More Confessions of a Gambler

Part 5 One More Time

“One more time,

‘cos I just don’t say no

One more time

then I’ll let you go”

Amy Newton

It is a depressingly familiar state. I feel upset with myself, a sense of shame and stupidity combined with a desire to bury the whole experience and never mention it to a soul.  Somehow I managed to ignore most of the insights covered in my Confessions of a Gambler (http://wp.me/phAyS-a0) and fell once more into the same hole. The song “One More Time” by Amy Newton ripples frustratingly through my brain. Why didn’t I just say no?

It started so innocently, a conversation with a dear friend of mine who happened to mention that she and her partner had been to a casino the previous evening and not only had a lot of fun but won over $300. Like bait dangled temptingly in front of a fish, it attracted my interest. It sounded like a treat to go and have some entertainment at my local casino. I would ensure I took only that which I could afford to lose; it did not seem an unconscious response to being on my own, in fact I had quite a social weekend planned; it felt like an ordered adult desire for some recreation. However having learned my lesson in the past, I decided to be guided by a Rune, if the Rune said “no”, I would not go. I drew Possessions upright which seemed like a positive sign. “Possessions is a Rune of fulfillment: of ambition satisfied, love fulfilled, rewards received. It promises nourishment from the most worldly to the sacred and the Divine.” The hook was now firmly set, I read no further, I was off to the casino for a couple of hours of fun.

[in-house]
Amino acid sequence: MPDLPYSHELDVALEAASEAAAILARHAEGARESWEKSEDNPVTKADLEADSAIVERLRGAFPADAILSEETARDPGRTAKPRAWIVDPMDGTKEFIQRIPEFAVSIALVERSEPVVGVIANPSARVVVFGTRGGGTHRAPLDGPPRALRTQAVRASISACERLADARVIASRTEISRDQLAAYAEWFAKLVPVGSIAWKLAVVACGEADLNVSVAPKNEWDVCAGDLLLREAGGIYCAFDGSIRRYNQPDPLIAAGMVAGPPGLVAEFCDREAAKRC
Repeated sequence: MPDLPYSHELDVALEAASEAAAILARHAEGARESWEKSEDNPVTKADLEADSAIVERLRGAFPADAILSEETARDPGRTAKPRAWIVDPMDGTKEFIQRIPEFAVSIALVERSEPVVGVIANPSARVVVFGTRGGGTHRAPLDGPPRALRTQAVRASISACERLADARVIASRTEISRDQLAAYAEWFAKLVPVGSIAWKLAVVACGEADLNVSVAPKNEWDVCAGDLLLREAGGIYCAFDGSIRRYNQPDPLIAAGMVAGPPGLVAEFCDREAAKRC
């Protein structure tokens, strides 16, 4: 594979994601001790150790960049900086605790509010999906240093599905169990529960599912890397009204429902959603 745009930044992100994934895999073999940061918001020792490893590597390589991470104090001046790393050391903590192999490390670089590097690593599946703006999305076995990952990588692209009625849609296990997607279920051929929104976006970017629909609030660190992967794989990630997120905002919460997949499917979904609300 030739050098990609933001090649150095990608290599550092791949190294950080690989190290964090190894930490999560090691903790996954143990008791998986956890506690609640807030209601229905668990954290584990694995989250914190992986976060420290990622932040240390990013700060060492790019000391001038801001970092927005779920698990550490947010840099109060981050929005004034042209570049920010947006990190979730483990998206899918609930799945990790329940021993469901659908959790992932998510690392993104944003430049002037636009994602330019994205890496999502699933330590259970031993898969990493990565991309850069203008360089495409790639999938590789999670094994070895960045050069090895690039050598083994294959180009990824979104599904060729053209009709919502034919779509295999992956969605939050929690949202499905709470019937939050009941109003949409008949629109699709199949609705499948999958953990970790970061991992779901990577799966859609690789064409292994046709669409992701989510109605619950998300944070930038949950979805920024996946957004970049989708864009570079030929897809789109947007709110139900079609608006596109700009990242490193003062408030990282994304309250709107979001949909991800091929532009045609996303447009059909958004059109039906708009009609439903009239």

It started well with a lovely walk along the beautiful False Creek to Edgewater Casino. One of my conditions is to I take the forty-five minute stroll to the casino as a justification for my excursion. I arrive feeling fully in my adult persona, staying fully present to my behaviour, and looking forward to being mindful. I have taken the eighty dollars I had earned the previous evening from facilitating a dream group. It seemed like free money. And the universe seemed to support my endeavour; I did not win but I did not lose and every machine provided the kind of entertainment that makes it fun, winning free games and features; as my allotted time wound down I found myself with a $100 in my pocket. The rune had fulfilled its promise, I had enjoyed my visit, I was twenty dollars ahead and it was time to go home.

In hindsight the next twenty minutes appears somewhat ethereal in the worse sense of the word. (It can mean tenuous) My descent into my netherworld of my gambling addiction began simply with a contrary voice that suggested that before I went home, I should spend the additional twenty dollars because I had not planned on keeping it, I was there for entertainment wasn’t I?  Who knows this could be the “big win”. It was seductive and on the surface quite logical but precipitated a spiral that was made even more fascinating by my self-awareness of the journey I was taking. At each step there was a discussion between two voices that I now recognize as the voice of the adult and the voice of the child, who became more pressing and insistent as children often do. The first twenty dollars disappeared so quickly that it could have been imaginary. “Well that was no fun, we can’t conclude this enjoyable experience like this.” Before the adult could intervene another twenty had slid inexorably into the machine and been vanquished just as quickly. The conversation continued like this. “We are slipping into an old pattern. This is not going to end well.” “I don’t care, we can’t let the machine take the money and give us nothing back.” Another twenty was engulfed by the waiting jaws of an avaricious beast that would not be denied. “Let’s leave while we still have forty dollars and a modicum of self-respect.” However desperation and recrimination had set in against the machine as though it was a living being, “This isn’t fair” was the plaintive response, “the machine has taken the money and offered nothing in return.”  Finally surrender and the last few dollars flowed away, offered not with intent to win but more like a petulant child throwing away a prized toy. The pattern was complete. Sadness and dejection set in followed quickly by judgment. “How could you be so stupid, won’t you ever learn?”